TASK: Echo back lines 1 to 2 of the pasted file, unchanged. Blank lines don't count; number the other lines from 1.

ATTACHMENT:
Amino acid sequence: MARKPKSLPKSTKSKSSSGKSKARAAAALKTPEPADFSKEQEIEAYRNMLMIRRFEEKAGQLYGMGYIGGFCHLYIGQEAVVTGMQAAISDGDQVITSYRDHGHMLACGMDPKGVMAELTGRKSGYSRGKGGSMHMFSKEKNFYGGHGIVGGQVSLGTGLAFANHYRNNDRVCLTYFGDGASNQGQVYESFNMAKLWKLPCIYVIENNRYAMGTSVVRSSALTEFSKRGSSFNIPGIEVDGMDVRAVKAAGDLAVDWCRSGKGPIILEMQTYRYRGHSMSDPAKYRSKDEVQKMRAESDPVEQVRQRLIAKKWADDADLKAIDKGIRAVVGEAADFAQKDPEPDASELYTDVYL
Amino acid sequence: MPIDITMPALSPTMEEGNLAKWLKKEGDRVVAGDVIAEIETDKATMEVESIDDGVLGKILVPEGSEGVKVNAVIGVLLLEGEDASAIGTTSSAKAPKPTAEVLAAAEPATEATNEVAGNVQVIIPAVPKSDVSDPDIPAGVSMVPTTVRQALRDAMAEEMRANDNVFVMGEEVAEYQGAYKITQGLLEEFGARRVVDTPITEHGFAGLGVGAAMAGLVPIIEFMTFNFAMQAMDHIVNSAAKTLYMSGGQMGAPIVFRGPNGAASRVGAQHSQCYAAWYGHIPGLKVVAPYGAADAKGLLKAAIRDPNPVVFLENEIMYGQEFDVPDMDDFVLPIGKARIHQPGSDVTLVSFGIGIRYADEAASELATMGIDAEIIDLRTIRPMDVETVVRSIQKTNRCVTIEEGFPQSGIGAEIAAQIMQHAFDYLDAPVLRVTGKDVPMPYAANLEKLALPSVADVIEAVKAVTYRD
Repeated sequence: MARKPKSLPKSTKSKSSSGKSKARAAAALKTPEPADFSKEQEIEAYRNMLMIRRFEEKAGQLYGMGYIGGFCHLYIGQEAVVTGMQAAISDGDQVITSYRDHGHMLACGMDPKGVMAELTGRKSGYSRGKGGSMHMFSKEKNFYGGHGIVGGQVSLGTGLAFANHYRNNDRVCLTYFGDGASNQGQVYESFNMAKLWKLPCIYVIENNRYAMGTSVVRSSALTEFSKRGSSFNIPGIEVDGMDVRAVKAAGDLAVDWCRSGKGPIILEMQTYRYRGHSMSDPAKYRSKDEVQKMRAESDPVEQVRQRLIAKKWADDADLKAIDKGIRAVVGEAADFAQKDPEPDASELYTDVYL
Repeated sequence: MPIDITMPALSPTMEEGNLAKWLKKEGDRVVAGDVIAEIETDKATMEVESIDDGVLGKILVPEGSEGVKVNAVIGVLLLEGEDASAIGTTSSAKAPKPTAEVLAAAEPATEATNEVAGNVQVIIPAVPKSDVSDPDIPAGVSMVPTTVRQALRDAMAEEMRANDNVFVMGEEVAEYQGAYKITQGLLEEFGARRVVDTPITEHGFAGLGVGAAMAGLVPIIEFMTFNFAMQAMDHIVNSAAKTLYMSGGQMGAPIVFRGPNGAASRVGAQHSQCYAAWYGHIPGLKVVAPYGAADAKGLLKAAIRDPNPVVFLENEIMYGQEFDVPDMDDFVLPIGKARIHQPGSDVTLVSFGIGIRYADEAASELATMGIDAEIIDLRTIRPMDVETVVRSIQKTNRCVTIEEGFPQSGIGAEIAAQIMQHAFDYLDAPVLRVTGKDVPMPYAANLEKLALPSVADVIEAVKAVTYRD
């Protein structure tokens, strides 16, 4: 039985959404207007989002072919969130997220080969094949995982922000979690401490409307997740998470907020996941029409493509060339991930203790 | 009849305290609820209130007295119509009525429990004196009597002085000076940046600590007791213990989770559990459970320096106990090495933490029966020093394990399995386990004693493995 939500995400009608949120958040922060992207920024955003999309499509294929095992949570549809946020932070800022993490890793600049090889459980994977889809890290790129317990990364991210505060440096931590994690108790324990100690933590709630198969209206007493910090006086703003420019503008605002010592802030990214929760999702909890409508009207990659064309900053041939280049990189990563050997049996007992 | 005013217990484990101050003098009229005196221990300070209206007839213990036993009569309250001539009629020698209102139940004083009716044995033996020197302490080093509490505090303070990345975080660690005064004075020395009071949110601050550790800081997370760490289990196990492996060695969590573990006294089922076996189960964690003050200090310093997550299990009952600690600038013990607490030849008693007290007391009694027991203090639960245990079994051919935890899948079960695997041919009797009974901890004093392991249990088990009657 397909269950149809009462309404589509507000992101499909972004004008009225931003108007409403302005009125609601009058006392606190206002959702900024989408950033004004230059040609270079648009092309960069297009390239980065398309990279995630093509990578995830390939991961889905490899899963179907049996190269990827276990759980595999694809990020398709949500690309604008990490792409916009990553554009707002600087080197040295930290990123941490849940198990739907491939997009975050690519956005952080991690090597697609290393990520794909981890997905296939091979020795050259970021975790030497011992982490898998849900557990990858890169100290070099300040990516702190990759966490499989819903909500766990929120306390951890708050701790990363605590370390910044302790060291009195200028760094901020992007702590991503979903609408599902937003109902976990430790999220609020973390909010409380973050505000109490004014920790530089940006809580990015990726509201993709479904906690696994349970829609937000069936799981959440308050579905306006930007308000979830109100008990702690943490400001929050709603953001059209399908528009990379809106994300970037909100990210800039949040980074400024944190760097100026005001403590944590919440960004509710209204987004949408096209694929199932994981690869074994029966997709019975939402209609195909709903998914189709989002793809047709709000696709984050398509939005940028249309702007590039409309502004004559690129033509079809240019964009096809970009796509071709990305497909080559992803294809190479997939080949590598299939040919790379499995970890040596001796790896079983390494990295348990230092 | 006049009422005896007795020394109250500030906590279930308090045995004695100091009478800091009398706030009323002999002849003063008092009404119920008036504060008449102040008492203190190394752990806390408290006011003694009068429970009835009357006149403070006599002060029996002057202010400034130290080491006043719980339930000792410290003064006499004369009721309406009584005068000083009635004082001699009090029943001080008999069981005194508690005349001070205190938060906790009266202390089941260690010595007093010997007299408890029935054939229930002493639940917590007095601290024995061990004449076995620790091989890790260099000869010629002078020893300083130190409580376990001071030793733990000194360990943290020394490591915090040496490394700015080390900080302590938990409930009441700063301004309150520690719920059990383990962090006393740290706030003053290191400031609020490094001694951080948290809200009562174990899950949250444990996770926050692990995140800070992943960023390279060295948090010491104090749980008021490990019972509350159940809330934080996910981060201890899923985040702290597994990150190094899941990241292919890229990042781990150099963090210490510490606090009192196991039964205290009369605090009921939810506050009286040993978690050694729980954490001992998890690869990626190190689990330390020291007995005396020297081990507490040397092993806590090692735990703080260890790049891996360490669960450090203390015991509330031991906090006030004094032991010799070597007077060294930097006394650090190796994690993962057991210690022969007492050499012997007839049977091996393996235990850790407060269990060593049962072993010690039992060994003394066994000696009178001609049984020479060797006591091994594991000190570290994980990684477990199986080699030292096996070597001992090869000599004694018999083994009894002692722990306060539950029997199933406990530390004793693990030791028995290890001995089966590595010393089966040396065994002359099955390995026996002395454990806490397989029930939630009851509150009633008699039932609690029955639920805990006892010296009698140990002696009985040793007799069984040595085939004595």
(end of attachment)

Amino acid sequence: MARKPKSLPKSTKSKSSSGKSKARAAAALKTPEPADFSKEQEIEAYRNMLMIRRFEEKAGQLYGMGYIGGFCHLYIGQEAVVTGMQAAISDGDQVITSYRDHGHMLACGMDPKGVMAELTGRKSGYSRGKGGSMHMFSKEKNFYGGHGIVGGQVSLGTGLAFANHYRNNDRVCLTYFGDGASNQGQVYESFNMAKLWKLPCIYVIENNRYAMGTSVVRSSALTEFSKRGSSFNIPGIEVDGMDVRAVKAAGDLAVDWCRSGKGPIILEMQTYRYRGHSMSDPAKYRSKDEVQKMRAESDPVEQVRQRLIAKKWADDADLKAIDKGIRAVVGEAADFAQKDPEPDASELYTDVYL
Amino acid sequence: MPIDITMPALSPTMEEGNLAKWLKKEGDRVVAGDVIAEIETDKATMEVESIDDGVLGKILVPEGSEGVKVNAVIGVLLLEGEDASAIGTTSSAKAPKPTAEVLAAAEPATEATNEVAGNVQVIIPAVPKSDVSDPDIPAGVSMVPTTVRQALRDAMAEEMRANDNVFVMGEEVAEYQGAYKITQGLLEEFGARRVVDTPITEHGFAGLGVGAAMAGLVPIIEFMTFNFAMQAMDHIVNSAAKTLYMSGGQMGAPIVFRGPNGAASRVGAQHSQCYAAWYGHIPGLKVVAPYGAADAKGLLKAAIRDPNPVVFLENEIMYGQEFDVPDMDDFVLPIGKARIHQPGSDVTLVSFGIGIRYADEAASELATMGIDAEIIDLRTIRPMDVETVVRSIQKTNRCVTIEEGFPQSGIGAEIAAQIMQHAFDYLDAPVLRVTGKDVPMPYAANLEKLALPSVADVIEAVKAVTYRD